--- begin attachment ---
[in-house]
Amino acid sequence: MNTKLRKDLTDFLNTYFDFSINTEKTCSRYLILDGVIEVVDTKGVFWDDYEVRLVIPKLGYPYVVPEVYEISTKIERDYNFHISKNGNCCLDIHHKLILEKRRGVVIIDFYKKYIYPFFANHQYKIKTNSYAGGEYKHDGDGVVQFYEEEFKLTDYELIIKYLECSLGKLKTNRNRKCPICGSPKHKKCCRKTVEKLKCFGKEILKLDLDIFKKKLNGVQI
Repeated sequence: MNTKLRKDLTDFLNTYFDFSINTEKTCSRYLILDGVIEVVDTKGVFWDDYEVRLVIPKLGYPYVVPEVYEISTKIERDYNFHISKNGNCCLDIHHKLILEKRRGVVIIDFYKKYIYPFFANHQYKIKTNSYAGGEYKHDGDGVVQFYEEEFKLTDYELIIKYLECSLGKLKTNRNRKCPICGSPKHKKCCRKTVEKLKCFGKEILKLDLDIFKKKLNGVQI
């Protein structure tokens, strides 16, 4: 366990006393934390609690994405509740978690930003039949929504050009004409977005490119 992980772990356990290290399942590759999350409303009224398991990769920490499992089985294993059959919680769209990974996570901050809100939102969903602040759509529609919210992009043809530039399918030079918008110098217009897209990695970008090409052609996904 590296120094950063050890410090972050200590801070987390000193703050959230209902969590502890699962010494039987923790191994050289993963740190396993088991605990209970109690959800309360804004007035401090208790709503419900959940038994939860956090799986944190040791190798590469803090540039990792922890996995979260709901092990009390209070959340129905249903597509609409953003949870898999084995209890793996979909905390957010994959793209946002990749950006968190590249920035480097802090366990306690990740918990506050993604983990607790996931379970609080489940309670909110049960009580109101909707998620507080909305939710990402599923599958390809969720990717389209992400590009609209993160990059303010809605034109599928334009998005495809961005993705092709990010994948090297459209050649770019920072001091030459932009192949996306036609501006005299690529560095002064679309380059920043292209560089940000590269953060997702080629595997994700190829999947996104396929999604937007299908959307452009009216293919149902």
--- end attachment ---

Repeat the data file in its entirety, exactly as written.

[in-house]
Amino acid sequence: MNTKLRKDLTDFLNTYFDFSINTEKTCSRYLILDGVIEVVDTKGVFWDDYEVRLVIPKLGYPYVVPEVYEISTKIERDYNFHISKNGNCCLDIHHKLILEKRRGVVIIDFYKKYIYPFFANHQYKIKTNSYAGGEYKHDGDGVVQFYEEEFKLTDYELIIKYLECSLGKLKTNRNRKCPICGSPKHKKCCRKTVEKLKCFGKEILKLDLDIFKKKLNGVQI
Repeated sequence: MNTKLRKDLTDFLNTYFDFSINTEKTCSRYLILDGVIEVVDTKGVFWDDYEVRLVIPKLGYPYVVPEVYEISTKIERDYNFHISKNGNCCLDIHHKLILEKRRGVVIIDFYKKYIYPFFANHQYKIKTNSYAGGEYKHDGDGVVQFYEEEFKLTDYELIIKYLECSLGKLKTNRNRKCPICGSPKHKKCCRKTVEKLKCFGKEILKLDLDIFKKKLNGVQI
């Protein structure tokens, strides 16, 4: 366990006393934390609690994405509740978690930003039949929504050009004409977005490119 992980772990356990290290399942590759999350409303009224398991990769920490499992089985294993059959919680769209990974996570901050809100939102969903602040759509529609919210992009043809530039399918030079918008110098217009897209990695970008090409052609996904 590296120094950063050890410090972050200590801070987390000193703050959230209902969590502890699962010494039987923790191994050289993963740190396993088991605990209970109690959800309360804004007035401090208790709503419900959940038994939860956090799986944190040791190798590469803090540039990792922890996995979260709901092990009390209070959340129905249903597509609409953003949870898999084995209890793996979909905390957010994959793209946002990749950006968190590249920035480097802090366990306690990740918990506050993604983990607790996931379970609080489940309670909110049960009580109101909707998620507080909305939710990402599923599958390809969720990717389209992400590009609209993160990059303010809605034109599928334009998005495809961005993705092709990010994948090297459209050649770019920072001091030459932009192949996306036609501006005299690529560095002064679309380059920043292209560089940000590269953060997702080629595997994700190829999947996104396929999604937007299908959307452009009216293919149902």